Why a New Generation of Travel Agents Matters More Than Ever

Conde Nast Traveler
By Maxwell Williams
May 28, 2015

In the digital era, it’s easy to assume that travel agents have become passé. But that’s not the case—in fact, if you want personalized service and luxurious touches on your next trip, you’ll almost certainly want a travel specialist in your back pocket.


Some would argue that the need for a travel specialist (FKA a travel agent) has diminished in the digital era. But travel websites that promise to narrow the world seem to do just the opposite. And although there’s an app for nearly everything, there are still some experiences only a human can make happen. Because while you may now know that you need to go off-roading through the Gobi Desert, we’ll bet you still don’t know who in Ulaanbaatar rents the most reliable ATVs. Think of today’s finest specialists more as CIA operatives: They’ll pull off the impossible, plan a better trip than you ever could (really), and spare you the logistics. Put simply, they’ll nail it and you’ll have a better vacation because of them. Consider these firsthand accounts as proof.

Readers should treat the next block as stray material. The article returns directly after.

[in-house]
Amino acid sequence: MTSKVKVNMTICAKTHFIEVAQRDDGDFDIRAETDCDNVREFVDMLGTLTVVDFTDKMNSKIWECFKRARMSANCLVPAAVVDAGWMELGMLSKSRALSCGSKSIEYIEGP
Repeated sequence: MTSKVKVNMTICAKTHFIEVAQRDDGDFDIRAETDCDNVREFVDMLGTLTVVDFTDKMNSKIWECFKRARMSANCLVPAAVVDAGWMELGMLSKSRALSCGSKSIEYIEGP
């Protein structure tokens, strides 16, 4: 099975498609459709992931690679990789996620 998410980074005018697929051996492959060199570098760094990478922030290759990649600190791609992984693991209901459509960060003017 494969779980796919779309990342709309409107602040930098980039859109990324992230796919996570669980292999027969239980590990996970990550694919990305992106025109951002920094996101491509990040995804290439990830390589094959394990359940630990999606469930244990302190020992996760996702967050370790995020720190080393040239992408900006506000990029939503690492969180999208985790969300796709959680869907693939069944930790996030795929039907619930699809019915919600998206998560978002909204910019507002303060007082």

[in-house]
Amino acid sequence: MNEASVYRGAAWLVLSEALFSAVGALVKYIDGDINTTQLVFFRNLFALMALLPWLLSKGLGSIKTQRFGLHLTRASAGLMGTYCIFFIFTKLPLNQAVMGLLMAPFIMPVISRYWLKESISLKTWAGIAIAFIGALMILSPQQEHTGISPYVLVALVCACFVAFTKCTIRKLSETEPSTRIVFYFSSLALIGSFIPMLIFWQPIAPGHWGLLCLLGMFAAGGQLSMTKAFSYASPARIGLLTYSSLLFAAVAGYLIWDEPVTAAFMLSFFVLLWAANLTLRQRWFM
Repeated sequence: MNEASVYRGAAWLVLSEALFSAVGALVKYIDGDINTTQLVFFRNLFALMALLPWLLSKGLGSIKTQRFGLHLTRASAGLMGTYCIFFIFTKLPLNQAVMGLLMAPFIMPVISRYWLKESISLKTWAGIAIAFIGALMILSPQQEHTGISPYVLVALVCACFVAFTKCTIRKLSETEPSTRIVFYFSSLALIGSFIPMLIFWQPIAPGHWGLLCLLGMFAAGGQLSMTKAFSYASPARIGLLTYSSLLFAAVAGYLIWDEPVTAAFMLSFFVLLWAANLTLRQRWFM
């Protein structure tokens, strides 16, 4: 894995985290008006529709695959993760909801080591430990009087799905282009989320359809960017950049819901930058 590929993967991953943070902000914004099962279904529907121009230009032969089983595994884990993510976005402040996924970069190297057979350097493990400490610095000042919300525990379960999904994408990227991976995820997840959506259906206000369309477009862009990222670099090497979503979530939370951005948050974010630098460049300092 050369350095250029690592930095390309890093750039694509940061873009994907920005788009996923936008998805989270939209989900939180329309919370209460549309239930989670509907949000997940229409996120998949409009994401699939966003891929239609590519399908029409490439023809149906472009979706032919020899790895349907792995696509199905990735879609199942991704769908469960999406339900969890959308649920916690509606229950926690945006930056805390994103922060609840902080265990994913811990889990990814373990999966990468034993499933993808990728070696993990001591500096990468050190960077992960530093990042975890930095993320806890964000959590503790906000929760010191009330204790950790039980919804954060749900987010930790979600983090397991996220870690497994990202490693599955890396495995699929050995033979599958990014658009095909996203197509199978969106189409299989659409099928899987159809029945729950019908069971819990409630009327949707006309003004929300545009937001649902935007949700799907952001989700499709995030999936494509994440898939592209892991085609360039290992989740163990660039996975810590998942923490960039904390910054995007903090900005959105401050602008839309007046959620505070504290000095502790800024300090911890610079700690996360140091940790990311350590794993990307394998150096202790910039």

“We want to spend two weeks in India…and there are 32 of us.”

Kapil Nanda, president and CEO of Infogain, a Silicon Valley high-tech company, called on Bertie and Victoria Dyer at India Beat to coordinate his epic homecoming to India.

“I’m from Delhi, and over the years a group of my friends had expressed an interest in going to India. In all, there were 32 of us—and there was no way I was going to organize that myself. Instead, I turned the planning of a two-week, six-city itinerary over to Bertie and Victoria Dyer. They helped us charter planes from Delhi to Jaisalmer to Udaipur to Delhi— we went to a lot of places that many people can’t get to because the logistics are so tricky. Jaisalmer, for example, is a town in the high desert near the Pakistan border.

“Its only airport is within an Indian Air Force base, so Bertie and Victoria had to make quite an effort to get permission from the defense minister for a private plane to land there. As we were sitting in our plane, ready to taxi, we watched the fighter planes buzz by in a sort of impromptu air show. There, we stayed at a spa/luxury camp called The Serai. All the rooms are beautiful tents—it’s the height of opulence—and in the evenings we’d eat around a campfire. One night, Bertie and Victoria arranged a private fireworks show. In Delhi, we ate at Le Cirque, on the roof of the Leela Palace ho- tel. All the menus were customized, and we often took over the whole restaurant. In some cases, we even took over the whole hotel. In Ranthambore, the tiger reserve, we stayed at the Oberoi Vanyavilas and went on a tiger-spotting safari. We were a fairly discerning group—there were CEOs of high-tech companies and a retired California Supreme Court justice among us—but back home, pretty much everyone agreed: It was truly the experience of a lifetime.”
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